More than Annoying Ads: AdBreak Spyware

Adware refers to applications that are often bundled with other programs and designed to display web-based advertisements.  They are typically distributed at a much lower cost or for no cost at all as the primary source of revenue comes from displaying the ads instead of actually selling the program.  Although most forms of adware function with the sole purpose of flooding your computer monitor with advertisements, a few of them serve as rather useful tools.  One such example is the Opera Web Browser, a popular application that displayed a tiny pop-up advertisement until the product was registered.  While Opera has since become a freeware application, many ad-sponsored programs remain quite common. 

In many instances, adware remains in the category of unwanted and potentially harmful software.  It is often bundled with keyloggers and other spyware features opposed to a useful web browser like Opera. 

What is AdBreak?

AdBreak is an ad-supported program, more specificially, a BHO (browser helper object) that is typically installed without a victim's knowledge or consent.  Like most spyware, it is often bundled with shareware or freeware applications and automatically installed with the legitimate program.  AdBreak uses web browser exploits to initialize forced and hidden installations. 

It has the ability to modify a user's browser settings, hijack web pages and redirect them to irrelevant or compromised internet locations, display unsolicited pop advertisements, create new button links and toolbars and consume a great amount of bandwidth which slows down system performance. 

This type of spyware has the ability to establish outside internet connections, which is usually done to download updates to a system or report captured data to remote affiliates.  AdBreak often displays offensive advertisements without the presence of an active web browser and tracks a user's web surfing and shopping habits, data generally gathered to make way for targeted advertising.  

Any type of adware that does not attain an explicit agreement from the user, does not disclose the data it will collect or whom it will be sent to, displays advertisements in a disruptive manner, or secretly install other programs is rightfully termed as spyware and constitutes as an invasion of a user's policy.  While mild types of adware generally will not compromise the security of a computer, more aggressive forms such as AdBreak are known for performing illegal operations.  This program has been reported to silently download other programs such as Trojan horses and keystroke loggers.  The AdBreak program has been a major problem for many users and proven to be rather dangerous.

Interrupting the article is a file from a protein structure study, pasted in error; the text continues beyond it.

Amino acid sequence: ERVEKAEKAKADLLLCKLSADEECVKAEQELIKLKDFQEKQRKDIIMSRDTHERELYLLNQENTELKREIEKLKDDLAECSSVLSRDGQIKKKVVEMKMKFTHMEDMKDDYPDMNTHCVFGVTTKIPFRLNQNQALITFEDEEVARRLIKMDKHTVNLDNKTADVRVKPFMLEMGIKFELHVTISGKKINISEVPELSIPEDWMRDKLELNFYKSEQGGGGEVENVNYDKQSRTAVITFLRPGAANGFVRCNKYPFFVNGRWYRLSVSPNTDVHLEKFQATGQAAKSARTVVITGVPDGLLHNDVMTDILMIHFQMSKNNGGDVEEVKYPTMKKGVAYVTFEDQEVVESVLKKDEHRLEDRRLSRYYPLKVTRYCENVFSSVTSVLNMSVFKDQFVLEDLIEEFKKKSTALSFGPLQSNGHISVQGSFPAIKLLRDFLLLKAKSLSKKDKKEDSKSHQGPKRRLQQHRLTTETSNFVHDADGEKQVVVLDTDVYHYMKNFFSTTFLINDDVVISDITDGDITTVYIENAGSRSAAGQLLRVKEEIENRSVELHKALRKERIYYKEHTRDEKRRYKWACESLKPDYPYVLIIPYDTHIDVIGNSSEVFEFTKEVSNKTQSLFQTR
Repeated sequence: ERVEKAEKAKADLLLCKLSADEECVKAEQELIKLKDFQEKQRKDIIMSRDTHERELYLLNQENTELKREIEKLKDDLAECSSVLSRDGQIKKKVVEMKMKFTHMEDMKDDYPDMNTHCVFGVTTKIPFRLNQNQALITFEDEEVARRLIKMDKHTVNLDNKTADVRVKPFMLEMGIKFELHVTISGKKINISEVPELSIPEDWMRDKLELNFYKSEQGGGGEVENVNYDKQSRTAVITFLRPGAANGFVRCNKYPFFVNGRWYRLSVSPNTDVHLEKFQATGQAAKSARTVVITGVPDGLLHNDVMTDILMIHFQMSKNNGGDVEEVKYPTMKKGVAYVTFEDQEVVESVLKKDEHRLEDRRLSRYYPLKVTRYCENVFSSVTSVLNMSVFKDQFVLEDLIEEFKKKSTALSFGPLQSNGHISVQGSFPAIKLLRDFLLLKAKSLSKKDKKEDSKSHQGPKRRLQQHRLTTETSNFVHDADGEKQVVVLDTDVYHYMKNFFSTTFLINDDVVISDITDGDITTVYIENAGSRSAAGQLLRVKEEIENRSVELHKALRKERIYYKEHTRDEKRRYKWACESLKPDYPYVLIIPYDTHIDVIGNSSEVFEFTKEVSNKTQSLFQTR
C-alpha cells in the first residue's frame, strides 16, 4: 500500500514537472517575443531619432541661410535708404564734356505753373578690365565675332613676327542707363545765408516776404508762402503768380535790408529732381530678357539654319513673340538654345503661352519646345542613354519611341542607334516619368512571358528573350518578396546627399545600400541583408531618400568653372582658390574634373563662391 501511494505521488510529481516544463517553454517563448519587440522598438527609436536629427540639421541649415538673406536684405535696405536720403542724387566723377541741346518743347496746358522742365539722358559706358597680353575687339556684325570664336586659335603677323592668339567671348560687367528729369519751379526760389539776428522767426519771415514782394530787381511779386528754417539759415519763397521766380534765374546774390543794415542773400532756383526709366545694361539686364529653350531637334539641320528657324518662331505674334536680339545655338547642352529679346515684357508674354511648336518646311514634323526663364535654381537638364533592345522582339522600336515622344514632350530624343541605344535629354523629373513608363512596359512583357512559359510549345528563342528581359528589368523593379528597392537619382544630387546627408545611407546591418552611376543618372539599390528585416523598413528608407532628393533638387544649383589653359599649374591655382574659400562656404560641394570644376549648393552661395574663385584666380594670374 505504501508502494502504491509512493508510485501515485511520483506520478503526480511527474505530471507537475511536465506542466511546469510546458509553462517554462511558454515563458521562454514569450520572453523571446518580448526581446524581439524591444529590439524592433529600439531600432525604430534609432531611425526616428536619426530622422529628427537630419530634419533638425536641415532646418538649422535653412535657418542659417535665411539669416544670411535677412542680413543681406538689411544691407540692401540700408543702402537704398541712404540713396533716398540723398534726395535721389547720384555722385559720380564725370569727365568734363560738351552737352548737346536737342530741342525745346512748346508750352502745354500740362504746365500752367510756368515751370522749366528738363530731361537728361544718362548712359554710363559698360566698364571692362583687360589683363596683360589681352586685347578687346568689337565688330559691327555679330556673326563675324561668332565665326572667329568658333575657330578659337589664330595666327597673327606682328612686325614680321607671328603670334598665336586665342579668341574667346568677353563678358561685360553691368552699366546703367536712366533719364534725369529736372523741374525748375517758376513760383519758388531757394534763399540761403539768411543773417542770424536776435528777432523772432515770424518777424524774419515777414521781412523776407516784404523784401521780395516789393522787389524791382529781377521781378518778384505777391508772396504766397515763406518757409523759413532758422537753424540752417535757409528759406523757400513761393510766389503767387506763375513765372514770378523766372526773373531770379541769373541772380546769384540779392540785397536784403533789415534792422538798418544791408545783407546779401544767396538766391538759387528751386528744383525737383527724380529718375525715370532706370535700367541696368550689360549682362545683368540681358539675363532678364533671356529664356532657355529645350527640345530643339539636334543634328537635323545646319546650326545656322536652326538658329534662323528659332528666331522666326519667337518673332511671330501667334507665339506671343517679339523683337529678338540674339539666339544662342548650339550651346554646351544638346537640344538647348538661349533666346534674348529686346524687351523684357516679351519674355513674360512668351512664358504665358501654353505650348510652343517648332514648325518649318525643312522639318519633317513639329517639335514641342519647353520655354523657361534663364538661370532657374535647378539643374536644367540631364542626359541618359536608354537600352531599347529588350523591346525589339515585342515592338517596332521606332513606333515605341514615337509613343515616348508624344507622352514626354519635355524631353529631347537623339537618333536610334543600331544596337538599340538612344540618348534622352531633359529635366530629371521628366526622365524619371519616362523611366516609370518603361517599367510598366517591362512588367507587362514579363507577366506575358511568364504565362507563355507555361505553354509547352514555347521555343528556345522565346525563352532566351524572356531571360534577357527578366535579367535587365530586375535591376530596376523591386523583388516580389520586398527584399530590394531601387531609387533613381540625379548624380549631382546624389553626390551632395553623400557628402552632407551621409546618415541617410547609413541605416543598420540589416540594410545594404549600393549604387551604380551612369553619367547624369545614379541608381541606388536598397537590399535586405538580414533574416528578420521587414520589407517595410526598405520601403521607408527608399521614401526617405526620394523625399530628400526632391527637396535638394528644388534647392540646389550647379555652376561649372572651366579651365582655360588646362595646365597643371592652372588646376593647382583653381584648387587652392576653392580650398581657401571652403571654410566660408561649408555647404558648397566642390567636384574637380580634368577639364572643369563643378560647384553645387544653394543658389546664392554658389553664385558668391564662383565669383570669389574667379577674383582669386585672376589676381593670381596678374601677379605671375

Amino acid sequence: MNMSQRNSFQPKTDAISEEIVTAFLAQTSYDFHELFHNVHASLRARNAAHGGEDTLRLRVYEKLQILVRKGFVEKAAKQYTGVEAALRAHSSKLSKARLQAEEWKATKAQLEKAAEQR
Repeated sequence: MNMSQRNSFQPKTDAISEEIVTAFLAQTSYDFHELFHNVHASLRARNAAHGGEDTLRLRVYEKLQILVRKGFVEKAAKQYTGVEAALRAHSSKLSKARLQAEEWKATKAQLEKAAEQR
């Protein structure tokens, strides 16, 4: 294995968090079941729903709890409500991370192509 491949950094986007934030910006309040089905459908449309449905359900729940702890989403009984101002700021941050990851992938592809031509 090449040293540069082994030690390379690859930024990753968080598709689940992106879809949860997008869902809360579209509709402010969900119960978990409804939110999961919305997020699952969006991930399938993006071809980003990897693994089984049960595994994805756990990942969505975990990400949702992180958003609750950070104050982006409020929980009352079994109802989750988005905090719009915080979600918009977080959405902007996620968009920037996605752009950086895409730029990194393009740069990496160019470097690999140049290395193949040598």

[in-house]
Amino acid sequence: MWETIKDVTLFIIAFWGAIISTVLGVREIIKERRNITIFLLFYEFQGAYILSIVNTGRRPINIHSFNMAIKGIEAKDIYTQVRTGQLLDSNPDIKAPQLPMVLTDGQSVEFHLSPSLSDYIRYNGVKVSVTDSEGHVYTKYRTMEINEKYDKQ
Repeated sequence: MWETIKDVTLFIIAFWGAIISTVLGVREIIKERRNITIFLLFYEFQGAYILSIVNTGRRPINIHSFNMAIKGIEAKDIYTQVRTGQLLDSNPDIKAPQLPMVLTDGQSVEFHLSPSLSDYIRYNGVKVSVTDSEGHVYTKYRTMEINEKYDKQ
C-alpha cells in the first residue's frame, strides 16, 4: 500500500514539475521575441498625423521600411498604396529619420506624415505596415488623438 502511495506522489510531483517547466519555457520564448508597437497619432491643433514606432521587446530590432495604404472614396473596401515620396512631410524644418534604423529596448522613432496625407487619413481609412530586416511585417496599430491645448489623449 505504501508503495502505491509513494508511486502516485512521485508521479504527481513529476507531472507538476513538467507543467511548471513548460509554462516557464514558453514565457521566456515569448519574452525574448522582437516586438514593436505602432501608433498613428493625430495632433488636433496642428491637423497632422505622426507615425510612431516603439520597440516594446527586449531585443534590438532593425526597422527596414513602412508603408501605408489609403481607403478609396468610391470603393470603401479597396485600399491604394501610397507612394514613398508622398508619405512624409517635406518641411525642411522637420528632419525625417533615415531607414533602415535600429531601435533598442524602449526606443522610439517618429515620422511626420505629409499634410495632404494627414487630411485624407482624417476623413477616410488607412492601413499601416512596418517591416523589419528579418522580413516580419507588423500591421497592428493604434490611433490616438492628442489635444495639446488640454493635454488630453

Removing AdBreak

Sometimes, ridding your system of spyware is as simple as going to the "Add/Remove Programs" area of your computer and manually removing it.  Unfortunately, AdBreak is often completely embedded into a system, making the process of removal nearly impossible.  The good thing is that plenty of anti-spyware and anti-malware solutions are available and ready to take care of the problem for you.  These programs will run a thorough scan of your system in search of spyware, complete destroy them and help to keep them out.  

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Identity theft comes in many forms.

A person\92s identity can be 'borrowed' for the purpose of creating fictional credit cards or a person\92s entire identity can be usurped to the point where they can have difficulty proving that they really are who they claim to be.

Up to 18% of identity theft victims take as long as four years to realize that their identity has been stolen.

There are many ways to protect your personal identity and many steps you can take to prevent your identity from being stolen:

*Never give out unnecessary personal information
*Never provide bank details or social security numbers over the Internet
*Always remain aware of who is standing behind you when you type in your personal credit codes at ATM machines and at supermarket checkout swipe machines.